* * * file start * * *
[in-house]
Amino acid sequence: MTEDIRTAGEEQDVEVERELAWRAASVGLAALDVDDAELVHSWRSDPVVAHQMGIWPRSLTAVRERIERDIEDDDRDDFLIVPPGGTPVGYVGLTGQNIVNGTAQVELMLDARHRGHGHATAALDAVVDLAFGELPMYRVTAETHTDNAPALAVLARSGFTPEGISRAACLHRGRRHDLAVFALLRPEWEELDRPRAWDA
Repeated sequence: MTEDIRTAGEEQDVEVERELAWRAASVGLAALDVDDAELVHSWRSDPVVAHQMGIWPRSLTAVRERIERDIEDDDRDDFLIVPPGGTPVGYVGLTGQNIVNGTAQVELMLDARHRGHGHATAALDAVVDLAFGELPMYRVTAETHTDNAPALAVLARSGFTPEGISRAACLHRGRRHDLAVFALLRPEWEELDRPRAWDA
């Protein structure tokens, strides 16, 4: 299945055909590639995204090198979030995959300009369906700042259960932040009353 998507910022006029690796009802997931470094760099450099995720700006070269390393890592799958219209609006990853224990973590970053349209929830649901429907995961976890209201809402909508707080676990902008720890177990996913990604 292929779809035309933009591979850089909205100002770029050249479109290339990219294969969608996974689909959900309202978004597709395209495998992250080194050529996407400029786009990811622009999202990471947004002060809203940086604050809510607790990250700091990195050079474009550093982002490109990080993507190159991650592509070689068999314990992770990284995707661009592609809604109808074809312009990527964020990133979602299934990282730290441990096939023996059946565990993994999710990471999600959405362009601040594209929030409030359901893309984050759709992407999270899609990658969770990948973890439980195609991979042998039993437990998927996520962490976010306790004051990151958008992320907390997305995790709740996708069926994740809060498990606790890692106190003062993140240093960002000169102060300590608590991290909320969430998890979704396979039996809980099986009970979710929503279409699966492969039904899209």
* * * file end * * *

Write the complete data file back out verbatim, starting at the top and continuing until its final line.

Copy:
[in-house]
Amino acid sequence: MTEDIRTAGEEQDVEVERELAWRAASVGLAALDVDDAELVHSWRSDPVVAHQMGIWPRSLTAVRERIERDIEDDDRDDFLIVPPGGTPVGYVGLTGQNIVNGTAQVELMLDARHRGHGHATAALDAVVDLAFGELPMYRVTAETHTDNAPALAVLARSGFTPEGISRAACLHRGRRHDLAVFALLRPEWEELDRPRAWDA
Repeated sequence: MTEDIRTAGEEQDVEVERELAWRAASVGLAALDVDDAELVHSWRSDPVVAHQMGIWPRSLTAVRERIERDIEDDDRDDFLIVPPGGTPVGYVGLTGQNIVNGTAQVELMLDARHRGHGHATAALDAVVDLAFGELPMYRVTAETHTDNAPALAVLARSGFTPEGISRAACLHRGRRHDLAVFALLRPEWEELDRPRAWDA
């Protein structure tokens, strides 16, 4: 299945055909590639995204090198979030995959300009369906700042259960932040009353 998507910022006029690796009802997931470094760099450099995720700006070269390393890592799958219209609006990853224990973590970053349209929830649901429907995961976890209201809402909508707080676990902008720890177990996913990604 292929779809035309933009591979850089909205100002770029050249479109290339990219294969969608996974689909959900309202978004597709395209495998992250080194050529996407400029786009990811622009999202990471947004002060809203940086604050809510607790990250700091990195050079474009550093982002490109990080993507190159991650592509070689068999314990992770990284995707661009592609809604109808074809312009990527964020990133979602299934990282730290441990096939023996059946565990993994999710990471999600959405362009601040594209929030409030359901893309984050759709992407999270899609990658969770990948973890439980195609991979042998039993437990998927996520962490976010306790004051990151958008992320907390997305995790709740996708069926994740809060498990606790890692106190003062993140240093960002000169102060300590608590991290909320969430998890979704396979039996809980099986009970979710929503279409699966492969039904899209």